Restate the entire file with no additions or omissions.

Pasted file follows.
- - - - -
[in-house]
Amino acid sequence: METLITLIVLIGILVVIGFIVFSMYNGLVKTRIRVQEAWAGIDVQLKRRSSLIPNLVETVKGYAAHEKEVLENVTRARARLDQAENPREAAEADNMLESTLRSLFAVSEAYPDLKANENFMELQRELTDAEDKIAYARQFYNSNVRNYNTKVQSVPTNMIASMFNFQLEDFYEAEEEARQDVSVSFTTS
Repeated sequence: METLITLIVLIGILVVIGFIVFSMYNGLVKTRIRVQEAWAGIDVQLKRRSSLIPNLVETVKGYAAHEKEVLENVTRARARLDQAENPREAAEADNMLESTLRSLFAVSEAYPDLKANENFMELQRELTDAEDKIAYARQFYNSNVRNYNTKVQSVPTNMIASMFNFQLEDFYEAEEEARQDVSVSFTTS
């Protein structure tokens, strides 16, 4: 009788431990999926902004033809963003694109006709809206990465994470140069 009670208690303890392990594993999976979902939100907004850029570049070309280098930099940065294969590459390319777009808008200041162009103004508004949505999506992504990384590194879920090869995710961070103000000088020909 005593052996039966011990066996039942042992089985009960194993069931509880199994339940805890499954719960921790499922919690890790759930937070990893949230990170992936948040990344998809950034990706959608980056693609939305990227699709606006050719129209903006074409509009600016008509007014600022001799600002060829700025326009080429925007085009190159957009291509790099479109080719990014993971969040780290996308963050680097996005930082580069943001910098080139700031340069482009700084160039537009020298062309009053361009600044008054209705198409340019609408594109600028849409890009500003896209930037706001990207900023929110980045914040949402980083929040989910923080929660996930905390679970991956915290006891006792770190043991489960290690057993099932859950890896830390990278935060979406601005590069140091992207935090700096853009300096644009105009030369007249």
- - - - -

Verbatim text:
[in-house]
Amino acid sequence: METLITLIVLIGILVVIGFIVFSMYNGLVKTRIRVQEAWAGIDVQLKRRSSLIPNLVETVKGYAAHEKEVLENVTRARARLDQAENPREAAEADNMLESTLRSLFAVSEAYPDLKANENFMELQRELTDAEDKIAYARQFYNSNVRNYNTKVQSVPTNMIASMFNFQLEDFYEAEEEARQDVSVSFTTS
Repeated sequence: METLITLIVLIGILVVIGFIVFSMYNGLVKTRIRVQEAWAGIDVQLKRRSSLIPNLVETVKGYAAHEKEVLENVTRARARLDQAENPREAAEADNMLESTLRSLFAVSEAYPDLKANENFMELQRELTDAEDKIAYARQFYNSNVRNYNTKVQSVPTNMIASMFNFQLEDFYEAEEEARQDVSVSFTTS
């Protein structure tokens, strides 16, 4: 009788431990999926902004033809963003694109006709809206990465994470140069 009670208690303890392990594993999976979902939100907004850029570049070309280098930099940065294969590459390319777009808008200041162009103004508004949505999506992504990384590194879920090869995710961070103000000088020909 005593052996039966011990066996039942042992089985009960194993069931509880199994339940805890499954719960921790499922919690890790759930937070990893949230990170992936948040990344998809950034990706959608980056693609939305990227699709606006050719129209903006074409509009600016008509007014600022001799600002060829700025326009080429925007085009190159957009291509790099479109080719990014993971969040780290996308963050680097996005930082580069943001910098080139700031340069482009700084160039537009020298062309009053361009600044008054209705198409340019609408594109600028849409890009500003896209930037706001990207900023929110980045914040949402980083929040989910923080929660996930905390679970991956915290006891006792770190043991489960290690057993099932859950890896830390990278935060979406601005590069140091992207935090700096853009300096644009105009030369007249």